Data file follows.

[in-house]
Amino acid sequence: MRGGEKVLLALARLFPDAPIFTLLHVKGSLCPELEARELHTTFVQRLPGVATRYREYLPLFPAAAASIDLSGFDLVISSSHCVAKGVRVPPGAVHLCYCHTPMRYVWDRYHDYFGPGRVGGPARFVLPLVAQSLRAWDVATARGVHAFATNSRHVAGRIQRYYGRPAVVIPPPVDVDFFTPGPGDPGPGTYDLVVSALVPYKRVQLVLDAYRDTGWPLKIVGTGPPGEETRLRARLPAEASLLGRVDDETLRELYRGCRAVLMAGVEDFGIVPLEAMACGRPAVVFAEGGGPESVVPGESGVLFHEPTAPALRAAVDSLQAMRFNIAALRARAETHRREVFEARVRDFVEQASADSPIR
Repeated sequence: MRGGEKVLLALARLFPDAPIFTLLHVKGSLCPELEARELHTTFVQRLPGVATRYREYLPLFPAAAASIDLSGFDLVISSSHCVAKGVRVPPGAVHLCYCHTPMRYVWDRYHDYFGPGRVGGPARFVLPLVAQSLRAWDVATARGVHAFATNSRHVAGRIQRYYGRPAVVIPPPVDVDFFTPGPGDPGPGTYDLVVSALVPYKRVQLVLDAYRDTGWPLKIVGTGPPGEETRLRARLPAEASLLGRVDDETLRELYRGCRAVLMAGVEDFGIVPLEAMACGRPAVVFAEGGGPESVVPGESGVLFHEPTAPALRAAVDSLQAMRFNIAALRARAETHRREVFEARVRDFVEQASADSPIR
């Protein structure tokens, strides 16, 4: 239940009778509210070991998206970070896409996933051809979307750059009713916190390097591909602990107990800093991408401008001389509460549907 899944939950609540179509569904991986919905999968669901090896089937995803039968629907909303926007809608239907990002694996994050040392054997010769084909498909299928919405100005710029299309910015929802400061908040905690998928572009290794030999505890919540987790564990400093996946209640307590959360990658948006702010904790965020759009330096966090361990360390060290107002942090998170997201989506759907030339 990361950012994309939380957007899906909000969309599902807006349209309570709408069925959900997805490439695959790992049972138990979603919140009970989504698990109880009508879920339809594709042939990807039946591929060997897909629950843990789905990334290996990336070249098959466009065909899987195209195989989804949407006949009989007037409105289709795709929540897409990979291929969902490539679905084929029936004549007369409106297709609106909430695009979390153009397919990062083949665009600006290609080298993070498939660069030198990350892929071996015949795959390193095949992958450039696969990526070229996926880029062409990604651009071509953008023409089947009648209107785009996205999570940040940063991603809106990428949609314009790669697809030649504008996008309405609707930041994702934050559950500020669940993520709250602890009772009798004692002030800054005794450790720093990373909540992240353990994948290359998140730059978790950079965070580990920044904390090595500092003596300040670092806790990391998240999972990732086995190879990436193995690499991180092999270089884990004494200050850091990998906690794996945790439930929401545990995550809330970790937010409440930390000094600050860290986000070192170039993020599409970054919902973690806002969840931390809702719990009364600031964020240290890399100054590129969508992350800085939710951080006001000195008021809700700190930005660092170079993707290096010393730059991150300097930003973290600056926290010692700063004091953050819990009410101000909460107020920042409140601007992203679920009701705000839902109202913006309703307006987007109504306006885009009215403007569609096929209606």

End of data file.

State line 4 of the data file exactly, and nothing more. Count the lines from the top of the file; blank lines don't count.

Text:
């Protein structure tokens, strides 16, 4: 239940009778509210070991998206970070896409996933051809979307750059009713916190390097591909602990107990800093991408401008001389509460549907 899944939950609540179509569904991986919905999968669901090896089937995803039968629907909303926007809608239907990002694996994050040392054997010769084909498909299928919405100005710029299309910015929802400061908040905690998928572009290794030999505890919540987790564990400093996946209640307590959360990658948006702010904790965020759009330096966090361990360390060290107002942090998170997201989506759907030339 990361950012994309939380957007899906909000969309599902807006349209309570709408069925959900997805490439695959790992049972138990979603919140009970989504698990109880009508879920339809594709042939990807039946591929060997897909629950843990789905990334290996990336070249098959466009065909899987195209195989989804949407006949009989007037409105289709795709929540897409990979291929969902490539679905084929029936004549007369409106297709609106909430695009979390153009397919990062083949665009600006290609080298993070498939660069030198990350892929071996015949795959390193095949992958450039696969990526070229996926880029062409990604651009071509953008023409089947009648209107785009996205999570940040940063991603809106990428949609314009790669697809030649504008996008309405609707930041994702934050559950500020669940993520709250602890009772009798004692002030800054005794450790720093990373909540992240353990994948290359998140730059978790950079965070580990920044904390090595500092003596300040670092806790990391998240999972990732086995190879990436193995690499991180092999270089884990004494200050850091990998906690794996945790439930929401545990995550809330970790937010409440930390000094600050860290986000070192170039993020599409970054919902973690806002969840931390809702719990009364600031964020240290890399100054590129969508992350800085939710951080006001000195008021809700700190930005660092170079993707290096010393730059991150300097930003973290600056926290010692700063004091953050819990009410101000909460107020920042409140601007992203679920009701705000839902109202913006309703307006987007109504306006885009009215403007569609096929209606």